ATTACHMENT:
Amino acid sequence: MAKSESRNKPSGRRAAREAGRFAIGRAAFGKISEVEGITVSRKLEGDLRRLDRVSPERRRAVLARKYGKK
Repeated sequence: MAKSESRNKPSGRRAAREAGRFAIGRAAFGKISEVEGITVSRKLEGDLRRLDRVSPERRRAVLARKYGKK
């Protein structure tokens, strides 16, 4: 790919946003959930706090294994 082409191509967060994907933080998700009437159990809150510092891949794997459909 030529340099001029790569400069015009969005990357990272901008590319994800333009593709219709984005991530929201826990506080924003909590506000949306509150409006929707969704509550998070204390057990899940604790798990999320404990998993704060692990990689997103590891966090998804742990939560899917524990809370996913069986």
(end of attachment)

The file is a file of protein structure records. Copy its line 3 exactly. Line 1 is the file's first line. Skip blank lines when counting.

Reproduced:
């Protein structure tokens, strides 16, 4: 790919946003959930706090294994 082409191509967060994907933080998700009437159990809150510092891949794997459909 030529340099001029790569400069015009969005990357990272901008590319994800333009593709219709984005991530929201826990506080924003909590506000949306509150409006929707969704509550998070204390057990899940604790798990999320404990998993704060692990990689997103590891966090998804742990939560899917524990809370996913069986």